No, in absence of fraud, there is no sin.

[/quote]

Thank you


#14

[quote="TimothyH, post:9, topic:325565"]
This is too much to answer on a message board. The proper place for this is to go to your local parish and speak to a priest or deacon who can guide you.

A marriage can be valid but not sacramental. There will be questions about whether your baptist baptism is valid and therefor whether you are married as a baptized or unbaptized Christian. There are questions about whether you were married in a church or in a civil ceremony. All of this is complicated by the fact that you are not yet Catholic.

There is just too much going on here for anyone to comment about on an internet message board. You really need to go to the local parish and speak to someone who can guide you.

-Tim-

[/quote]

Tim, I agree. This discussion has been useful, but I really do have to speak to a priest soon & I will. Please remember me in your prayers. Thank you


#15

[quote="1ke, post:6, topic:325565"]
If their prior marriages are invalid, they are validly married. There is no convalidation in this instance.

[/quote]

The poster said about his current marriage that "neither of us was committed to the idea that it HAD to be forever ... I have always held onto the idea that I could get out & start over if I really needed to" which shows defect of consent.


#16

[quote="Vico, post:15, topic:325565"]
The poster said about his current marriage that "neither of us was committed to the idea that it HAD to be forever ... I have always held onto the idea that I could get out & start over if I really needed to" which shows defect of consent.

[/quote]

Yes, I do see that now. Thanks for pointing out this was in reference to the current marriage. This could require a new act of consent, but not necessarily in the external forum.

This is why it is always necessary to lay out all the facts with the pastor.


#17

[quote="1ke, post:16, topic:325565"]
Yes, I do see that now. Thanks for pointing out this was in reference to the current marriage. This could require a new act of consent, but not necessarily in the external forum.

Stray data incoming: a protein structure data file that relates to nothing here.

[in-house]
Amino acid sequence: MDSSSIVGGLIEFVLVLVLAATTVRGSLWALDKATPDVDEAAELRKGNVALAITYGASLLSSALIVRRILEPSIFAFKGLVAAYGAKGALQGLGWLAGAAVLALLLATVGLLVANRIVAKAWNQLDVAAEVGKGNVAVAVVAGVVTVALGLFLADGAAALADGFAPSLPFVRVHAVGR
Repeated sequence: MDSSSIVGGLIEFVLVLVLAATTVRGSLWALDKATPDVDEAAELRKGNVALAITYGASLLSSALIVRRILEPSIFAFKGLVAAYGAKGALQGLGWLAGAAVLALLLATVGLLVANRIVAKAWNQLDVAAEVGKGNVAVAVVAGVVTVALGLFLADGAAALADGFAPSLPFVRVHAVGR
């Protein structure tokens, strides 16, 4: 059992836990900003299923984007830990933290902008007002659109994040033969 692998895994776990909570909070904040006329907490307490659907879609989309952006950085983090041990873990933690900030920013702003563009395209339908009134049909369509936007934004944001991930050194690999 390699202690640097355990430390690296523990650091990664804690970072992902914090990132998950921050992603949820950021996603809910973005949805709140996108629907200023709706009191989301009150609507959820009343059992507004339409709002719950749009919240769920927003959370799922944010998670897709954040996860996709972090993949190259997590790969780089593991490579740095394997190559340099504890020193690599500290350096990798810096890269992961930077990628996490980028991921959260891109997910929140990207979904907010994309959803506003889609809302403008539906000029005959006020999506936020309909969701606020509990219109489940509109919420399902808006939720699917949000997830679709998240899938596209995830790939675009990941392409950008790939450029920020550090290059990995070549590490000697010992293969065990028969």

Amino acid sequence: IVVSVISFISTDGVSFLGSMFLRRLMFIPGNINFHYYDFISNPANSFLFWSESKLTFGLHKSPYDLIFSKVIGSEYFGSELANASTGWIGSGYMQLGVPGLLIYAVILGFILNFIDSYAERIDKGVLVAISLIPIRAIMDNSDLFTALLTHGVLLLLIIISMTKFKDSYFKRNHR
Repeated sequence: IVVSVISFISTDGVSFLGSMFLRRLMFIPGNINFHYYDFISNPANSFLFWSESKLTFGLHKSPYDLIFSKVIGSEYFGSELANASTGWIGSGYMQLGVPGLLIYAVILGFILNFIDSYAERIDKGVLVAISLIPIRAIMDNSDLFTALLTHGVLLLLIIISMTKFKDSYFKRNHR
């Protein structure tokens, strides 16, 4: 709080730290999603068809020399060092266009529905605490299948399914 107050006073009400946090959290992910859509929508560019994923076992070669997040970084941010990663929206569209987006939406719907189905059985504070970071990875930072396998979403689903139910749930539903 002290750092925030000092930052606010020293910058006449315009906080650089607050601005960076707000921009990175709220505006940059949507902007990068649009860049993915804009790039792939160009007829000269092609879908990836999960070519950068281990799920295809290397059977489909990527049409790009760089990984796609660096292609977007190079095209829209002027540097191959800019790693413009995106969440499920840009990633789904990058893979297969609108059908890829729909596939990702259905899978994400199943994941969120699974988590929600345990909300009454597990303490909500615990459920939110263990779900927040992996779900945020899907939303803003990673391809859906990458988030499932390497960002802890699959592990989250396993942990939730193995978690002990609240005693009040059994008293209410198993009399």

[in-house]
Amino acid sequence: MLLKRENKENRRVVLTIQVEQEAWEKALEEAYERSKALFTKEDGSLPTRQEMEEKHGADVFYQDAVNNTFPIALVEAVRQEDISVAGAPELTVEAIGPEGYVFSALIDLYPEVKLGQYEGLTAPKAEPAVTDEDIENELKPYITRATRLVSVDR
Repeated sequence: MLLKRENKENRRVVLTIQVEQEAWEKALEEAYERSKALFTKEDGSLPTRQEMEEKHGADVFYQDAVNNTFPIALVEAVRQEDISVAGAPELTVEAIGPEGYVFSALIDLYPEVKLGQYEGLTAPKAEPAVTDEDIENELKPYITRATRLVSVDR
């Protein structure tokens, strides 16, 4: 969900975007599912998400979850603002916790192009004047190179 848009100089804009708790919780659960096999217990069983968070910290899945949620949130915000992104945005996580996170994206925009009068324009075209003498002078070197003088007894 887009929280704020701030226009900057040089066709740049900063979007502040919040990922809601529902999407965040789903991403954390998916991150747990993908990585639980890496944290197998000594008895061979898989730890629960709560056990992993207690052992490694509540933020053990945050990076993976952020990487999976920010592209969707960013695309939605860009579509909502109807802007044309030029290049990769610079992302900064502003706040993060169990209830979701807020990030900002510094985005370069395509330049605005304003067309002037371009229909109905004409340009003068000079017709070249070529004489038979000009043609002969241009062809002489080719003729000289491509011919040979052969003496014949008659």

This is why it is always necessary to lay out all the facts with the pastor.

[/quote]

What is the "external forum?"


#18

[quote="D20gm, post:17, topic:325565"]
What is the "external forum?"

[/quote]

Exchange of vows before witnesses. Sometimes when there is a defect in consent, it is enough that the person simply make a new act of consent internally-- meaning just an act of your will privately.

It is something to discuss with the pastor.


#19

[quote="1ke, post:5, topic:325565"]
What I suggest you do is make an appointment with the pastor of your local Catholic Church. Tell him what you have told us, and ask for his guidance.

Don't make judgments about your and your spouse's prior marriages without thorough review of the situation. There are many factors.

Try to take things one step at a time.

You will likely be asked to attend RCIA, which will likely start up again in the fall. In the meantime, you can meet wth the pastor and work out an approach to the irregular marriage situation.

[/quote]

This!

I will pray for you!


#20

Hi D20gm,
I am a new Catholic, spent most of my 40 years as a Protestant Christian, some of those years as a Southern Baptist. My husband is pretty anti-Catholic, and appalled that I became one.

For many years I felt drawn to the Catholic church and casually studied the Church's beliefs. About 2 years ago I got serious, and like you saw the logic in it all. This past Easter I was received into full communion. Let me suggest as others have that you make an appointment with a priest and tell him your story. In fact, you might want to talk to a couple of priests just to get two sets of ideas. I also suggest that you take this one step at a time; don't become overly upset about becoming a Catholic, and what your wife will say/think, and what you will have to do about your marriag, etc. It might be better if you concentrate on one thing at a time. Perhaps going to RCIA is a good next step after talking to a priest. I went to RCIA for two years before I made a decision, so you see you don't have to figure it all out at one time. It's a journey.

God bless, and may He lead you in paths of righteousness for His names's sake.